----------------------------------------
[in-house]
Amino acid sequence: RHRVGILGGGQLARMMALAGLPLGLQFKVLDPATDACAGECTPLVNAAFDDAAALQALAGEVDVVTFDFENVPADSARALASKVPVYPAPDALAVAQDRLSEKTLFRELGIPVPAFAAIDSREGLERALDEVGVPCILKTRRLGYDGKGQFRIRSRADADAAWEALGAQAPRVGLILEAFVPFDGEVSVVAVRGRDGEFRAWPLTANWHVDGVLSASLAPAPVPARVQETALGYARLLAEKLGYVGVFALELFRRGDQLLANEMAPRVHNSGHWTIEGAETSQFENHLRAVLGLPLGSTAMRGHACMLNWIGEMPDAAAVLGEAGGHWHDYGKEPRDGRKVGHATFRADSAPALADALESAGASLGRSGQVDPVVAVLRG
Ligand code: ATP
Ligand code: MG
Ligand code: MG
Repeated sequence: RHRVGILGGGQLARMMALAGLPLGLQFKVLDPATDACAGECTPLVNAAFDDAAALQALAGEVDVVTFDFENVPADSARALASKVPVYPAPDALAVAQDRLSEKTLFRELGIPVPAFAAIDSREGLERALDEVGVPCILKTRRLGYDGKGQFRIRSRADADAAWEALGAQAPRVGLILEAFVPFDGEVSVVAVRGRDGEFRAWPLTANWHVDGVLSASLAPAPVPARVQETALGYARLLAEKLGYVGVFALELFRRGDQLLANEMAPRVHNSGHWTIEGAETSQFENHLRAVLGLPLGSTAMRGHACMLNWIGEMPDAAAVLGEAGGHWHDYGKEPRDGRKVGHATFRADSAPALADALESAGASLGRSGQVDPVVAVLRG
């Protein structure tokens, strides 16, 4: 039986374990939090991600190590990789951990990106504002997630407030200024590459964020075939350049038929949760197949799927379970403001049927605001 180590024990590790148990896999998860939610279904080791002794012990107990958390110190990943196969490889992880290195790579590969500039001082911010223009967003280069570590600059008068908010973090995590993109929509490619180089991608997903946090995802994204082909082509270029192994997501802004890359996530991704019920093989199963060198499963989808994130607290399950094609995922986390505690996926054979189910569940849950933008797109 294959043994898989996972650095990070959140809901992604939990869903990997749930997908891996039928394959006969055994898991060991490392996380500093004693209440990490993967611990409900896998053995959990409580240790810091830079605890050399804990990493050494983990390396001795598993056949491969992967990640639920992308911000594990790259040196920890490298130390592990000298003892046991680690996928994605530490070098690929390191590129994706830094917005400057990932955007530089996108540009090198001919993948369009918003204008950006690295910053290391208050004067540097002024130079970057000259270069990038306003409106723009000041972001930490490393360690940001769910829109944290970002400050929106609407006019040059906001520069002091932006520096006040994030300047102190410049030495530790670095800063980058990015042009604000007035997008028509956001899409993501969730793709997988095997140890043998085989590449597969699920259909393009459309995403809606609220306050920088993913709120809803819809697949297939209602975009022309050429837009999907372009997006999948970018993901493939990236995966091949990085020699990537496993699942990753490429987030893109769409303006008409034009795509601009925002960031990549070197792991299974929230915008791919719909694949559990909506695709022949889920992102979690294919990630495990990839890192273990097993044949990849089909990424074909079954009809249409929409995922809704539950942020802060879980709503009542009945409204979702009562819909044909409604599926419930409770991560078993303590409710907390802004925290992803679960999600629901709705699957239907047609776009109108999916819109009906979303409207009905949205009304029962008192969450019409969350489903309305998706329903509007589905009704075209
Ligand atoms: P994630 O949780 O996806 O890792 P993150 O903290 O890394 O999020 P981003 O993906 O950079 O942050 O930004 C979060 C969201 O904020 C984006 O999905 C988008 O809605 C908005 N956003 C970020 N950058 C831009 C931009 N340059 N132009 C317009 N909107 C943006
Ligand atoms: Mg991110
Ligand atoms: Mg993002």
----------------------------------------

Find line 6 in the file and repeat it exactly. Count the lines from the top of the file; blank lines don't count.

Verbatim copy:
Repeated sequence: RHRVGILGGGQLARMMALAGLPLGLQFKVLDPATDACAGECTPLVNAAFDDAAALQALAGEVDVVTFDFENVPADSARALASKVPVYPAPDALAVAQDRLSEKTLFRELGIPVPAFAAIDSREGLERALDEVGVPCILKTRRLGYDGKGQFRIRSRADADAAWEALGAQAPRVGLILEAFVPFDGEVSVVAVRGRDGEFRAWPLTANWHVDGVLSASLAPAPVPARVQETALGYARLLAEKLGYVGVFALELFRRGDQLLANEMAPRVHNSGHWTIEGAETSQFENHLRAVLGLPLGSTAMRGHACMLNWIGEMPDAAAVLGEAGGHWHDYGKEPRDGRKVGHATFRADSAPALADALESAGASLGRSGQVDPVVAVLRG